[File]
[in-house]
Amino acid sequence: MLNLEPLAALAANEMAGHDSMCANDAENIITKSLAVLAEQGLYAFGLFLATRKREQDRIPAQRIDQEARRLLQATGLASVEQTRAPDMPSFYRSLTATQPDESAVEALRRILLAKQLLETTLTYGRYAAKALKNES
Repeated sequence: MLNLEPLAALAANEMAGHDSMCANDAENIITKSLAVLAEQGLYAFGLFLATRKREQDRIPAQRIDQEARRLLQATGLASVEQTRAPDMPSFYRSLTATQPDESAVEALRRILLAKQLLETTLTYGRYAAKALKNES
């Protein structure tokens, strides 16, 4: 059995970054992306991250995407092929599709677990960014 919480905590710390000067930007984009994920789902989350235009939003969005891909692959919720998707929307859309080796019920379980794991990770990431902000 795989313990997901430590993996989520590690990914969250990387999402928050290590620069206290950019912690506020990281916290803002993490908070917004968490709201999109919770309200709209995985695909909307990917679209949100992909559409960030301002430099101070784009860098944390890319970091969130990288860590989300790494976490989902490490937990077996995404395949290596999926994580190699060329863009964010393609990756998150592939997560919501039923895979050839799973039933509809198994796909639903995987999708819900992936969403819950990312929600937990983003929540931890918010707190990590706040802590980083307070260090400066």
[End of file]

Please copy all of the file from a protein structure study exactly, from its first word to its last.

[in-house]
Amino acid sequence: MLNLEPLAALAANEMAGHDSMCANDAENIITKSLAVLAEQGLYAFGLFLATRKREQDRIPAQRIDQEARRLLQATGLASVEQTRAPDMPSFYRSLTATQPDESAVEALRRILLAKQLLETTLTYGRYAAKALKNES
Repeated sequence: MLNLEPLAALAANEMAGHDSMCANDAENIITKSLAVLAEQGLYAFGLFLATRKREQDRIPAQRIDQEARRLLQATGLASVEQTRAPDMPSFYRSLTATQPDESAVEALRRILLAKQLLETTLTYGRYAAKALKNES
């Protein structure tokens, strides 16, 4: 059995970054992306991250995407092929599709677990960014 919480905590710390000067930007984009994920789902989350235009939003969005891909692959919720998707929307859309080796019920379980794991990770990431902000 795989313990997901430590993996989520590690990914969250990387999402928050290590620069206290950019912690506020990281916290803002993490908070917004968490709201999109919770309200709209995985695909909307990917679209949100992909559409960030301002430099101070784009860098944390890319970091969130990288860590989300790494976490989902490490937990077996995404395949290596999926994580190699060329863009964010393609990756998150592939997560919501039923895979050839799973039933509809198994796909639903995987999708819900992936969403819950990312929600937990983003929540931890918010707190990590706040802590980083307070260090400066």